The crux of the problem, as it often is, is political.The country is divided into two ethnic regions, Dutch-speaking Flanders to the north and French-speaking Wallonia to the south.Arguably, it’s Europe’s most beautiful medieval square.If you’re a chocoholic make your way to Place du Grand Sablon and its numerous chocolate shops.Although this is a major political conundrum for the Belgians, for the traveler it’s inconsequential. In other words, focus instead on the cornucopia of culture, historical places and beautiful towns and cities throughout the country.Visit Brussels, the self-proclaimed “Capital of Europe,” and wander around the magnificent Grande Place.The historic center of Bruges, a UNESCO World Heritage Site, is closed to cars, making it easily explored on foot.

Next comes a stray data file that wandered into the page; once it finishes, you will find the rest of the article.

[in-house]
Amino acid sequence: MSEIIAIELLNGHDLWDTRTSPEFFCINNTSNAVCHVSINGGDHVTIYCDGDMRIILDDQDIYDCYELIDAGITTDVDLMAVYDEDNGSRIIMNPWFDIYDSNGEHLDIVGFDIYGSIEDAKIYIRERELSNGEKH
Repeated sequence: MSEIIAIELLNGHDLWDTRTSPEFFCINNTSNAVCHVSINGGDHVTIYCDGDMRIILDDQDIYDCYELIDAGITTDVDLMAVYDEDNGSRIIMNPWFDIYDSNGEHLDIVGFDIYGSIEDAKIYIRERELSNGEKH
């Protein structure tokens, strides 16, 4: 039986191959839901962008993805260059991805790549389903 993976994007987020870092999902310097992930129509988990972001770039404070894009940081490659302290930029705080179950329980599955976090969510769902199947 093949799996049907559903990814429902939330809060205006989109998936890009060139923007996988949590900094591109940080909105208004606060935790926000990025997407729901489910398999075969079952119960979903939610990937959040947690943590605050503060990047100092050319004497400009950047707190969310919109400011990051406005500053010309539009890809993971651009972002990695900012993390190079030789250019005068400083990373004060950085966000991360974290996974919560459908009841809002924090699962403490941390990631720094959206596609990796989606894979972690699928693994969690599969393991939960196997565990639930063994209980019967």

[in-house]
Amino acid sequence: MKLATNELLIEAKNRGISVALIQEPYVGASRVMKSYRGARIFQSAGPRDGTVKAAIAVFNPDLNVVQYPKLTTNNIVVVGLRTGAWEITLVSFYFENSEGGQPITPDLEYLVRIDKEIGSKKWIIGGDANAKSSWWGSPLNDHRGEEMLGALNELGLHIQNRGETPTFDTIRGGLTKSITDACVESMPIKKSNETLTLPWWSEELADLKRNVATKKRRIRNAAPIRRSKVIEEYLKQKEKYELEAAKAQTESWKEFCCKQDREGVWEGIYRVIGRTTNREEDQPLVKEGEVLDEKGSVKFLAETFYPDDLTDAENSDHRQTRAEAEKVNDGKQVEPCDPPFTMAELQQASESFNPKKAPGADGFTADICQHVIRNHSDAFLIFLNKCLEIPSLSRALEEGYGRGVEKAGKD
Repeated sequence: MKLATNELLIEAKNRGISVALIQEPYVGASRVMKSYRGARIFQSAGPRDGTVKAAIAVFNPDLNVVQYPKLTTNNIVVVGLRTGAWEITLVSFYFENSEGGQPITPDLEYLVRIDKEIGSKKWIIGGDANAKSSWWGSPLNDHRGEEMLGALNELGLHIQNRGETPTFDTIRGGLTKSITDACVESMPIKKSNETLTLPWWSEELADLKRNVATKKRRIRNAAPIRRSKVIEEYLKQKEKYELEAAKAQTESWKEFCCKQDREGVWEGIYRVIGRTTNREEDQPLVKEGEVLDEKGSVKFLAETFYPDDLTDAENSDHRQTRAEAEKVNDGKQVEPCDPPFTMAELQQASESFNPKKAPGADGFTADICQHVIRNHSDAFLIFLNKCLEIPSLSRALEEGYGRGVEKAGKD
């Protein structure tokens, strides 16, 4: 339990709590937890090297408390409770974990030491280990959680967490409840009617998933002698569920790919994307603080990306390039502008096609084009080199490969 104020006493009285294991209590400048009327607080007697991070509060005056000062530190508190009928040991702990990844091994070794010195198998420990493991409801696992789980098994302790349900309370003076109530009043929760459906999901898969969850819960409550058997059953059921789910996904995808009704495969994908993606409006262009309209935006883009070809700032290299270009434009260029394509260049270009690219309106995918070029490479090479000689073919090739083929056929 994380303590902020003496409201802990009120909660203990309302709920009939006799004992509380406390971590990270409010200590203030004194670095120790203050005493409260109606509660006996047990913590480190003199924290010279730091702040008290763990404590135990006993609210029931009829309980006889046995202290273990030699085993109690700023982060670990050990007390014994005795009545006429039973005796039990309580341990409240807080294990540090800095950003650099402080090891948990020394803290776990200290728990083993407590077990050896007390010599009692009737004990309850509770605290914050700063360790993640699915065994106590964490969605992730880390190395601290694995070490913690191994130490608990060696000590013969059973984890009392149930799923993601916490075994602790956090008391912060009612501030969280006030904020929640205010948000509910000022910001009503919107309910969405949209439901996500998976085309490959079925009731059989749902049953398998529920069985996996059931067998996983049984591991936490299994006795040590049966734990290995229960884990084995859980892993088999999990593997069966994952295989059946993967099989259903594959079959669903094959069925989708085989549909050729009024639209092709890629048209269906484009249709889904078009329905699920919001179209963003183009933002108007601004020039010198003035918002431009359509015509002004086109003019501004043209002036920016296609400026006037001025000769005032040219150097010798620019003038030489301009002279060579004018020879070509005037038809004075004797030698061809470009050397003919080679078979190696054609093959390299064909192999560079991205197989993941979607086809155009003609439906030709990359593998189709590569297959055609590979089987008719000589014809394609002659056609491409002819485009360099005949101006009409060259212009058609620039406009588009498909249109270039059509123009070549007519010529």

Although Bruges is small, it’s filled to the brim with architectural and artistic treasures, folklore, chocolate shops and lace boutiques. One popular place in the city is The Beguinages, a UNESCO World Heritage site.
If you’re up north in Flanders in August, you can get a Taste of Antwerp at Belgium’s largest culinary festival.
Also visit Oostduinkerke on the Flemish coast for the shrimp festival in June, and Bruges Kookeet food festival every September.
An imaginary east-west line that bisects the country at Brussels, divides the two regions.
Consequently, Brussels is a city claimed by both the Flemish and the Walloons.